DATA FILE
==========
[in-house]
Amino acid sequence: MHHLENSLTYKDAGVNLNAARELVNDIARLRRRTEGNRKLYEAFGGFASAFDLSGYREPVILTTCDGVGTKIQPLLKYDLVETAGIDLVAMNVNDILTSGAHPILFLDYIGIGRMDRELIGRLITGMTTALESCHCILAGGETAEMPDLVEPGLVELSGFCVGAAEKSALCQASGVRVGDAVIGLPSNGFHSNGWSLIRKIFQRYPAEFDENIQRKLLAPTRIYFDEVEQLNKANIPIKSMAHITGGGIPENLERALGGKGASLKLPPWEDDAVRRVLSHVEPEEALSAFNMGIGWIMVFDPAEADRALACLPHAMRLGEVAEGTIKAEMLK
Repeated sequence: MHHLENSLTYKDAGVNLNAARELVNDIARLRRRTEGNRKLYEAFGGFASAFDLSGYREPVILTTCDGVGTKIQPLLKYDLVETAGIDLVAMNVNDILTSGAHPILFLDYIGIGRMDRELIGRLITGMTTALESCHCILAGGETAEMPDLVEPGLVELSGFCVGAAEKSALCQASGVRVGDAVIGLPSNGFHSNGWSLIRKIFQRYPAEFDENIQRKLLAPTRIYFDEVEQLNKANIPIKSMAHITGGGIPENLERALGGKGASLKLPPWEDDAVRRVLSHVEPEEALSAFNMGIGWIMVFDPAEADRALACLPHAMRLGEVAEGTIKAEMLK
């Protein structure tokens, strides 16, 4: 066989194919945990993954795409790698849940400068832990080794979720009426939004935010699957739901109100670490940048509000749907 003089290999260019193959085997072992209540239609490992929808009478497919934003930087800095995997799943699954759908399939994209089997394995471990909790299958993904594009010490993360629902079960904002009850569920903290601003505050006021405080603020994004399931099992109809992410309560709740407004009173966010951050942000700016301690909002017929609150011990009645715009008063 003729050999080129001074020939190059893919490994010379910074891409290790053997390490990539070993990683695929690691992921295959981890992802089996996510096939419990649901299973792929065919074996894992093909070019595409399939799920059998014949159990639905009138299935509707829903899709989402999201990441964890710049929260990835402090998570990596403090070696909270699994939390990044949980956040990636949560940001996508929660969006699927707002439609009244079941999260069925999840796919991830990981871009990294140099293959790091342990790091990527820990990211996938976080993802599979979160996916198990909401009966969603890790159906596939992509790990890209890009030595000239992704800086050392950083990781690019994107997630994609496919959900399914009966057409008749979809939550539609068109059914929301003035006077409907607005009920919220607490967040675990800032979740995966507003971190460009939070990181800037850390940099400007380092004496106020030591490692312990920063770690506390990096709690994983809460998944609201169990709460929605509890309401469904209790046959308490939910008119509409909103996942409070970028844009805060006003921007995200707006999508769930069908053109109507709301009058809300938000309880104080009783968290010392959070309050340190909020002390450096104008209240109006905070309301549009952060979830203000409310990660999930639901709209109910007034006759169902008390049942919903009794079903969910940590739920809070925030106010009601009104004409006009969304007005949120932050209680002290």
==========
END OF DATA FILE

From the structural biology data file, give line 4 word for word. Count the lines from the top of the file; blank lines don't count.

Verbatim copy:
């Protein structure tokens, strides 16, 4: 066989194919945990993954795409790698849940400068832990080794979720009426939004935010699957739901109100670490940048509000749907 003089290999260019193959085997072992209540239609490992929808009478497919934003930087800095995997799943699954759908399939994209089997394995471990909790299958993904594009010490993360629902079960904002009850569920903290601003505050006021405080603020994004399931099992109809992410309560709740407004009173966010951050942000700016301690909002017929609150011990009645715009008063 003729050999080129001074020939190059893919490994010379910074891409290790053997390490990539070993990683695929690691992921295959981890992802089996996510096939419990649901299973792929065919074996894992093909070019595409399939799920059998014949159990639905009138299935509707829903899709989402999201990441964890710049929260990835402090998570990596403090070696909270699994939390990044949980956040990636949560940001996508929660969006699927707002439609009244079941999260069925999840796919991830990981871009990294140099293959790091342990790091990527820990990211996938976080993802599979979160996916198990909401009966969603890790159906596939992509790990890209890009030595000239992704800086050392950083990781690019994107997630994609496919959900399914009966057409008749979809939550539609068109059914929301003035006077409907607005009920919220607490967040675990800032979740995966507003971190460009939070990181800037850390940099400007380092004496106020030591490692312990920063770690506390990096709690994983809460998944609201169990709460929605509890309401469904209790046959308490939910008119509409909103996942409070970028844009805060006003921007995200707006999508769930069908053109109507709301009058809300938000309880104080009783968290010392959070309050340190909020002390450096104008209240109006905070309301549009952060979830203000409310990660999930639901709209109910007034006759169902008390049942919903009794079903969910940590739920809070925030106010009601009104004409006009969304007005949120932050209680002290």